The tapes she left each focused on a person, and the person we follow through the story is Clay Jensen. He was far and away my least favorite part of this story. I totally get why he was there and I know he was meant to show the other side of suicide – the people who are left to deal with what happened, and wonder if they could have stopped it – but I found his commentary disruptive. It was a 50/50 shot as to whether or not the reason he was pausing the tapes was valid, or the things he was saying offered any insight into what Hannah was telling him. I really just wanted to hear what had happened to Hannah, colored only occasionally by Clay’s reactions to new information, but it seemed like he broke in every few seconds which made it a lot harder to immerse myself in Hannah’s monologue.

I also found his interactions with his mom and Tony a little strange, but that could be influenced by the fact I’ve watched part of the show. If I remember right I don’t remember his mom being very present, and Tony had a MUCH bigger part in the show than in the book.

This was a really polarizing read for a lot of people, but I ended up falling right in the middle. It wasn’t my favorite thing, and I probably won’t watch the Netflix show, but I’m glad I picked it up.

3 Stars

Review: The Last Olympian by Rick Riordan

Title: The Last Olympian
 Rick Riordan
Publication Date: May 5, 2009
Genre: Fantasy
Rating: 5 Stars

All year the half-bloods have been preparing for battle against the Titans, knowing the odds of victory are grim. Kronos’s army is stronger than ever, and with every god and half-blood he recruits, the evil Titan’s power only grows. While the Olympians struggle to contain the rampaging monster Typhon, Kronos begins his advance on New York City, where Mount Olympus stands virtually unguarded. Now it’s up to Percy Jackson and an army of young demigods to stop the Lord of Time.

In this momentous final book in the New York Times best-selling Percy Jackson and the Olympians series, the long-awaited prophecy surrounding Percy’s sixteenth birthday unfolds. And as the battle for Western civilization rages on the streets of Manhattan, Percy faces a terrifying suspicion that he may be fighting against his own fate.


I made it. I got to the end of the Percy Jackson series.

I always get a tiny bit nervous when I pick up the last book in a series because sometimes they go off the rails (*ahem* Breaking Dawn), but this books wrapped up the series so well. All of the major and minor plot points were wrapped up, all of the characters from the previous four books were accounted for, and there was action galore.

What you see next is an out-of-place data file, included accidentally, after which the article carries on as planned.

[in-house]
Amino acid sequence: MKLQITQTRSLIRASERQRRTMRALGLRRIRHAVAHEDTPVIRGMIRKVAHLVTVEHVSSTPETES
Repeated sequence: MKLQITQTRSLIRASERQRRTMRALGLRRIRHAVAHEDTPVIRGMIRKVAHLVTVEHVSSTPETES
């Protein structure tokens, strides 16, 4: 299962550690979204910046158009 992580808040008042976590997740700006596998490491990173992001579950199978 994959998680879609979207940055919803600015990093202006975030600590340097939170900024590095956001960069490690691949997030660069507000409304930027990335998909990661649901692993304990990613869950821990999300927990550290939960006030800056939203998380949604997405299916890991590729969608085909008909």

This book went by the fastest out of the five, probably because there was a lot more action and a lot less ‘we need to figure out what’s going on here because we don’t actually know yet.’ Between the pacing and knowing that I was getting closer and closer to the final resolution I couldn’t put this book down. But….

There were two things I didn’t like. I didn’t particularly care for the minor cliffhanger at the end. It wasn’t the worst and it definitely served it’s purpose – I’m now a lot more interested in reading the next Riordan series than I was – but my type A heart loves for book series to end in a neat and tidy fashion. The other thing was the characters ages. I’ve been griping about this from the beginning. As Percy’s leading the 40 odd campers in battle against actual Titans and ridiculous monsters, it’s reallllllly hard to believe he’s 15. Like before, even though I knew the prophecy was supposed to come true on his 16th birthday, I had one of those OMG moments at the end of the book when Percy talks about starting his sophomore year of high school.

I’m really looking forward to reading some of the other series Riordan’s come out with. I have it on good authority that the Egyptian series is ahhhhhmazing.

5 Stars


Review: Thy Son Liveth by Grace Duffie Boylan

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 Thy Son Liveth
 Grace D. Boylan
Publication Date: 1918
Genre: Non-fiction
Rating: 3 Stars

Grace Duffie Boylan’s first edition of Thy Son Liveth was written anonymously for fear that she would be ridiculed by her peers. This book is very different from her other works. It is non-fiction…about her son who had just been killed in Flanders fighting in World War I. Furthermore, it is an exact transcription of their conversations via Morse code on a telegraph machine…after he died.